On Facebook earlier this week, History Today drew attention to an article in the Daily Mail where Professor David Abulafia of Cambridge University bemoans the lack of British history key event teaching at GCSE level, suggesting 31 which he thinks every child shud kno. I Tweeted the url and a fairly lively discussion followed, as expected. But Twitter is a fairly hopeless forum for this sort of thing, so if you’d like to check the article and make your own observations here, that would be lovely. As an old-school Gradgrind, my own position is broad agreement with the Professor but not necessarily his selection, or – more to the point – his omissions.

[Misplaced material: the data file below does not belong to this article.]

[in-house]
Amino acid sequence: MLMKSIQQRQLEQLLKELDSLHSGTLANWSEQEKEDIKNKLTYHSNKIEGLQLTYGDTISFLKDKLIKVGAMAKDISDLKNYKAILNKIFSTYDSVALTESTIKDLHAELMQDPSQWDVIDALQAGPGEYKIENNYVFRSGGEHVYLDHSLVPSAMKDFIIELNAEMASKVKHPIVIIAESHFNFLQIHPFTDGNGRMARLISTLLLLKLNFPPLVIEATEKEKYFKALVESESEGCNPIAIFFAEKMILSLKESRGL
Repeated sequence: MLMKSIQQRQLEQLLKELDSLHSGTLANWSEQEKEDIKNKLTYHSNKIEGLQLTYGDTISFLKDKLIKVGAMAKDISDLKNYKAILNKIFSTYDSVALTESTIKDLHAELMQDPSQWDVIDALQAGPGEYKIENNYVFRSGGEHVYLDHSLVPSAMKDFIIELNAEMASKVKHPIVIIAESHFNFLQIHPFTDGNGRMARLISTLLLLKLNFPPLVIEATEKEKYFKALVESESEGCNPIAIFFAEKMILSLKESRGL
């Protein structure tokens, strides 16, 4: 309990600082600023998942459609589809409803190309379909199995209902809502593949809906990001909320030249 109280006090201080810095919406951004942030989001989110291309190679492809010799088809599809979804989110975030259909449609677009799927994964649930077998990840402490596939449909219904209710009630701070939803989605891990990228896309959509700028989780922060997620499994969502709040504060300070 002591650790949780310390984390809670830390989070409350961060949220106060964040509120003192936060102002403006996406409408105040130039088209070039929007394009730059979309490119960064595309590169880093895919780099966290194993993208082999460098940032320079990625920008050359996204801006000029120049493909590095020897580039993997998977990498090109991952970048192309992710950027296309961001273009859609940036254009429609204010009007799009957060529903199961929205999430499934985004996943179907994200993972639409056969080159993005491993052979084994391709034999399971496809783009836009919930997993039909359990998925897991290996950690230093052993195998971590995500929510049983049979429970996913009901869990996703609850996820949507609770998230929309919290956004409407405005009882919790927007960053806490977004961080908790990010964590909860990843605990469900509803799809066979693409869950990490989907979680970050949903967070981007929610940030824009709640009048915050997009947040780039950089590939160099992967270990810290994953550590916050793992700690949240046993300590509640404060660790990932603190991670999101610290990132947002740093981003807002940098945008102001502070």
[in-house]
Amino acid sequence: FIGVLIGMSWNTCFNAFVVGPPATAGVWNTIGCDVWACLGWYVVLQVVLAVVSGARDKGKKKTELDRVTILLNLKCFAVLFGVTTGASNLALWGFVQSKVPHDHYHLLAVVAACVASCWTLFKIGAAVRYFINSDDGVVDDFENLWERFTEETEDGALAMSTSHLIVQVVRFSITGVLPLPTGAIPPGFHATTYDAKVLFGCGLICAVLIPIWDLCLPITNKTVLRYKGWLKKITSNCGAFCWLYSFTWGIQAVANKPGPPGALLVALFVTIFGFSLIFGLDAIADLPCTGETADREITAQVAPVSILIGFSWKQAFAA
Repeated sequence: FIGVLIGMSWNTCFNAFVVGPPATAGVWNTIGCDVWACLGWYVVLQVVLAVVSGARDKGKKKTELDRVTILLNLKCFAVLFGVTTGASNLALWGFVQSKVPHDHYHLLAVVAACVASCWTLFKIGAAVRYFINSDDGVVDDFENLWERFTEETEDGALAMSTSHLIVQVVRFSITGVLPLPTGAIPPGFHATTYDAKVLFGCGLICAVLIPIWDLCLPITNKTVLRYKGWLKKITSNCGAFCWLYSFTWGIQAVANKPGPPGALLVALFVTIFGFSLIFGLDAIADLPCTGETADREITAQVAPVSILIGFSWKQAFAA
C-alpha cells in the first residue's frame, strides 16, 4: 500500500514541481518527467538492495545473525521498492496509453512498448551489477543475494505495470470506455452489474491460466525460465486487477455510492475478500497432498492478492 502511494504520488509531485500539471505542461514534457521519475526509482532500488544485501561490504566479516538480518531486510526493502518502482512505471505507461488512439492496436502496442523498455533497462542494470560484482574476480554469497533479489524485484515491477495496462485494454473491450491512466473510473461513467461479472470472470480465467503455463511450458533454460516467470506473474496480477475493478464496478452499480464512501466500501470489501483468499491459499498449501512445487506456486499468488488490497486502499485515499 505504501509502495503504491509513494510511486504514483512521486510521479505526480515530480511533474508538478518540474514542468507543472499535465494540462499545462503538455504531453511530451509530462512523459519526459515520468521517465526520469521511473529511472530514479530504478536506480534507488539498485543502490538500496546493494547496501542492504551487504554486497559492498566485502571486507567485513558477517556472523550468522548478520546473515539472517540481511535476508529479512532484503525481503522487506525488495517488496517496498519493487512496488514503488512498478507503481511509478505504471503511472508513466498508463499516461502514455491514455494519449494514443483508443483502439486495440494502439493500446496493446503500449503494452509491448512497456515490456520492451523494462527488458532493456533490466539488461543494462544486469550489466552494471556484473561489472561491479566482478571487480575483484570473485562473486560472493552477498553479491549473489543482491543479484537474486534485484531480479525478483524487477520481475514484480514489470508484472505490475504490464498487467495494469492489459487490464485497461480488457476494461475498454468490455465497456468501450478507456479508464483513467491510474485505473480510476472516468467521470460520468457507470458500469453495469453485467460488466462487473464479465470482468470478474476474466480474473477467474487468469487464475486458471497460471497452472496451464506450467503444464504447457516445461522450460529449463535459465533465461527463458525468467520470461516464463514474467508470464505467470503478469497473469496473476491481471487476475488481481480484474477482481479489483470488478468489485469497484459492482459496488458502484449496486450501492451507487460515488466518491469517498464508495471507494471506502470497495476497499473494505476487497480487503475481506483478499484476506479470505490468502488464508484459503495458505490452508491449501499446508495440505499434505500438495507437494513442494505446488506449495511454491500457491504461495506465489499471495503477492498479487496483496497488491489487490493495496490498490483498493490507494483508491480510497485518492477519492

But that’s the fun in this sort of article. I was surprised by Trafalgar but no Waterloo (although I’d concede the argument that Trafalgar may have been more important); nothing on plagues; Gunpowder Plot; you can’t have Treaty of Paris, secession of American colonies, and then leave out Plassey; Great Fire of London; the Indian Mutiny. Tweeters criticised lack of anything on suffrage, women’s or otherwise. And so on. And what about technology? Railways and the spinning mule are mentioned. But the phone, car, airplane, radio, television and the silicon chip have all made a fundamental impact historically. Maybe it’s because they are everyday items that are still with us, we take them for granted without considering their historical impact.
So what do you think about the Professor’s selection? And his arguments?